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Antenna cable question.

Antenna cable question.

Antenna cable question.

Have a Sony Radio who's antenna is going to be mounted on a rail car roof.  Got antenna... Cut cable near the radio connector because we have to feed the cable thru a small hole in the car roof.  The connector is the typical point with a body crimped around the cable body.  You know! Like the typical car radio antenna.

We measure the resistance from the center conductor to the antenna and have continuity.  We measure from the center conductor to the plug center pin.  Nada!  We did the same with another antenna and found the same result.

Is this normal?  Is there a capacitor in the connector or something?

Keith Cress
Flamin Systems, Inc.- http://www.flaminsystems.com

RE: Antenna cable question.

Yes, I have seen series pF capacitors inside the Motorola plug end of the antenna cable for car radio antennas. Open it up and see. Or take it on faith and just functionally test the antenna to see if it works (or not).

PS: I happened to obtain a few of the short bendy Fuba antennas as found on the trailing edge of some 90's VWs. They need power. I was pleasantly surprised that the embedded RF preamp (hidden in the small base) worked over the SW bands as well as AM/FM.

RE: Antenna cable question.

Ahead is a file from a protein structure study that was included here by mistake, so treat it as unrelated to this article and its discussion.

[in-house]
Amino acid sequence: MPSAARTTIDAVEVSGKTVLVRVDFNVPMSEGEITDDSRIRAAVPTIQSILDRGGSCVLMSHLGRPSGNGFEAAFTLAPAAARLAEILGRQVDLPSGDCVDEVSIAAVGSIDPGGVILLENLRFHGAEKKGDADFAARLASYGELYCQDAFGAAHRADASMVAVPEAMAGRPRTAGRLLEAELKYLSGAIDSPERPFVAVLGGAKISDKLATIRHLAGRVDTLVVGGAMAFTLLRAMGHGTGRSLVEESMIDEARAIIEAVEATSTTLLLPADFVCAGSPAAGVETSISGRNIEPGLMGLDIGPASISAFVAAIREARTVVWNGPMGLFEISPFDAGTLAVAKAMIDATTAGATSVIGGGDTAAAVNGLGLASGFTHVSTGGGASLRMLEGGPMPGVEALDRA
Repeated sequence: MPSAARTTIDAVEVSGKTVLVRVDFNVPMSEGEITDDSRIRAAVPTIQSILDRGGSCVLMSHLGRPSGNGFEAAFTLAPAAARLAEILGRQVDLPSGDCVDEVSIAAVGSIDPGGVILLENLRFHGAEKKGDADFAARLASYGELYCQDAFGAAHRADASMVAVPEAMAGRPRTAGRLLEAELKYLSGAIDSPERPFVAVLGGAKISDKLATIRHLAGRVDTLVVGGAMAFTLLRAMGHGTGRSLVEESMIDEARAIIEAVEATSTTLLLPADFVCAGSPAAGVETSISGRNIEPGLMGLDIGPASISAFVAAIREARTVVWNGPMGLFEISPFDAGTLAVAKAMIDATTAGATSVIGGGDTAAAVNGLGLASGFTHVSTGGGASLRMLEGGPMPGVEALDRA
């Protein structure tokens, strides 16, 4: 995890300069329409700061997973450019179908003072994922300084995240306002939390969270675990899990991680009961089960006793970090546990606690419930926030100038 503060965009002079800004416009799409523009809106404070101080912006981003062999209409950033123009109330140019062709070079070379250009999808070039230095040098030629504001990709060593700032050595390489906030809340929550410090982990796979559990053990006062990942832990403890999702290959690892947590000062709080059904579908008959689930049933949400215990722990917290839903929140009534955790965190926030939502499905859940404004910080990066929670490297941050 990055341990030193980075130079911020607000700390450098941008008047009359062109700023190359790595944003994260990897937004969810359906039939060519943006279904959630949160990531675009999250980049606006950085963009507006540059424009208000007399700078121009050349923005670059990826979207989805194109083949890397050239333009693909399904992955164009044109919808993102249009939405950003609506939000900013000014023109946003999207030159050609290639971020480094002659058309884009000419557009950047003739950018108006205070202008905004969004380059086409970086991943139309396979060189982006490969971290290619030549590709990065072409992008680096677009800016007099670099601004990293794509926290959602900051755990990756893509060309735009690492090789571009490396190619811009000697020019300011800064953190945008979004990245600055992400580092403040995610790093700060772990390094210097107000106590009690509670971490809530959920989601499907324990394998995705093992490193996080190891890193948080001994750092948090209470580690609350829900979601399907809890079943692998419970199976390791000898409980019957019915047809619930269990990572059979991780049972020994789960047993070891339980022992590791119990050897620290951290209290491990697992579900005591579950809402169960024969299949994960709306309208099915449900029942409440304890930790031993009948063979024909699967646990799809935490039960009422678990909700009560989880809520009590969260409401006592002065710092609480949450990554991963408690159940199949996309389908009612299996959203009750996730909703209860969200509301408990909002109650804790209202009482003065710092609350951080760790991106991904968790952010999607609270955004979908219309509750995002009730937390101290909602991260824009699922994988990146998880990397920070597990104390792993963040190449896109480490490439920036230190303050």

Interesting on those VW antennas.

What about those GPS antennas?  Are they active?  The little domey ones you see out on a boat's railing.  Does the antenna have to match the specific GPS?

Thanks on that other point.  I was starting to suspect that was the case.  I will see if we can do a necropsy on it.

Keith Cress
Flamin Systems, Inc.- http://www.flaminsystems.com

RE: Antenna cable question.

Most GPS antennas are active. Many (most?) use +5Vdc.

The professional market can be mix-and-match where the receivers and antennas have their own specifications that need to be compared to make sure that they're compatible. There are even GPS 'splitters' for the aircraft market where several systems might share the two (for redundancy) GPS antennas. The integrator needs to (carefully) decide which system provides the antenna power and which systems are DC-blocked.

For the consumer market, you normally get everything in one box and just plug them in. The average consumer doesn't know what a 'volt' is.

Back to car antennas, the normal car whip antenna in the AM band is probably a poor match for low-Z cable. I've seen some car antennas where the cable was of quite abnormal design (not RG-58). In other words, keep an open mind for car radio antennas. There are some strange system designs out there.

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